I’m guessing this first run of Daredevil will be mostly a self-contained affair with few links to the expanding world that Marvel Studios is creating. And I’m not expecting this story to end the way it did in the comics — with the Avengers showing up to restore order after the Kingpin unleashes Nuke on Manhattan. Nor do I expect Scarlet Johansen to show up as DD’s longtime partner. But I’m intrigued by the promise of the planned string of future Netflix series, including AKA Jessica Jones, Luke Cage, Iron Fist and The Defenders.
(And if, instead of the Avengers themselves, Agent Coulson & Co. showed up to restore order in post-Nuke Hell’s Kitchen, I’d be OK with that, too.)
Five Reasons I’m Worried
1. The comic-book trend that mistakes “gritty” for “deep.”
I’ve lost all patience with comic-book adaptations that think they need to prove their maturity by going all dark and “gritty” and morally conflicted. It’s not that I don’t sometimes enjoy stories that are dark and gritty and morally conflicted, but not when those things become an end unto themselves. When that happens, they just get morose, brooding, depressing, and — worst of all — humorless.
Look, you want to show me that your hero is morally conflicted? OK, then that means your hero has an appreciation for the irony of the human condition. And irony is funny. It may be bleakly, mordantly, bitingly, darkly funny, but it can’t be humorless.
This trend drains comic-book heroes of one of the things that makes comic-book heroes great: panache. The ability to keep high spirits in the face of high stakes. That doesn’t have to mean wisecracking all the time like Spidey, but it does require a certain flair and style. (Agent Carter got this right, in a big way.)
2. The likelihood that Karen Page will be portrayed as another Awful Girlfriend.
“A spectre is haunting superhero TV series,” Adi Tantimedh writes, “and that spectre is the terrible girlfriend”:
These girlfriends are usually introduced as someone we’re supposed to like. The audience is expected to root for them to be with the hero. They’re pretty and have winning smiles, and are always introduced in ways that signal we’re supposed to like them and want them around. However, it seems they also don’t have any personality at all, and when the writers try to inject some in them, end up rendering them as these awful, unlikable idiots. It seems to be the problem that writers – and usually male writers – have with writing Girlfriends. Girlfriends in stories are often presented as prizes for the hero to win rather than have any character of their own. In these shows, they end up as puppets trapped in the strings of Plot where they end being the Idiots Who Do Stupid Things in Order for Plot to Happen.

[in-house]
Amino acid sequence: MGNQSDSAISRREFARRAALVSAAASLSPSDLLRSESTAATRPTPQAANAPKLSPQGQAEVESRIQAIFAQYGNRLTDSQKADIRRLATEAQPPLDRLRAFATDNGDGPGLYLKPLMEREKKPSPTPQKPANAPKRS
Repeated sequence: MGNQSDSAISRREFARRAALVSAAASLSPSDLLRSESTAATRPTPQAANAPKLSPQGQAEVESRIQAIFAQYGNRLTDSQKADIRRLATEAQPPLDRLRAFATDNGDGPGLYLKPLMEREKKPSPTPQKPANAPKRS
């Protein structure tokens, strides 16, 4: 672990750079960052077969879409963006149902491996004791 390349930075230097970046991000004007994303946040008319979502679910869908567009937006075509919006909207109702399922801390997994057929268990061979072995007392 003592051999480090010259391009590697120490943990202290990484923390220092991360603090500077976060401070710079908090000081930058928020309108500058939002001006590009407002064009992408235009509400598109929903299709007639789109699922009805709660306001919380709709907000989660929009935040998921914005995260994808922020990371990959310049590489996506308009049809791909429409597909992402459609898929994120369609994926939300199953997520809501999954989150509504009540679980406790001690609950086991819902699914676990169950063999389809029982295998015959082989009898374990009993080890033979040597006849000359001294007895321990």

There’s a distressingly high danger that this pattern will repeat itself in Daredevil. I hope not.
3. Frank Miller.
IMDB lists Miller with a writing credit for the series for “unknown episodes.” I’m hoping this is largely a consulting-from-the-sidelines role that allows the series to use his comic-book story arc but doesn’t involve a more direct role.
Because with Frank Miller on board, worries No. 1 and No. 2 are far, far more likely to be a problem.
4. “You’re blind … but you see so much!”
The first trailer for this series included someone saying this line. Ugh.
People involved in the production of this series wrote that line, approved it, and selected it as something worth highlighting in the trailer. That’s worrisome.
5. How this series fits into the larger Marvel universe of movies and TV.
I’m a bit worried that these Netflix series may be relegated to a kind of separate junior-varsity area of the MCU. That might even be a budgetary necessity.
Consider that Defenders series, for example. It will follow Daredevil and Luke Cage, and that’s great — Daredevil and Power Man have both been occasional members of that team. But it seems highly unlikely that Marvel Studios will have Benedict Cumberbatch or Mark Ruffalo on board for a Netflix series, and the Defenders without Doctor Strange and the Hulk is … well, not the Defenders. (I don’t think Namor really fits into the existing MCU very well, either. But Valkyrie does. They better at least give us Valkyrie.)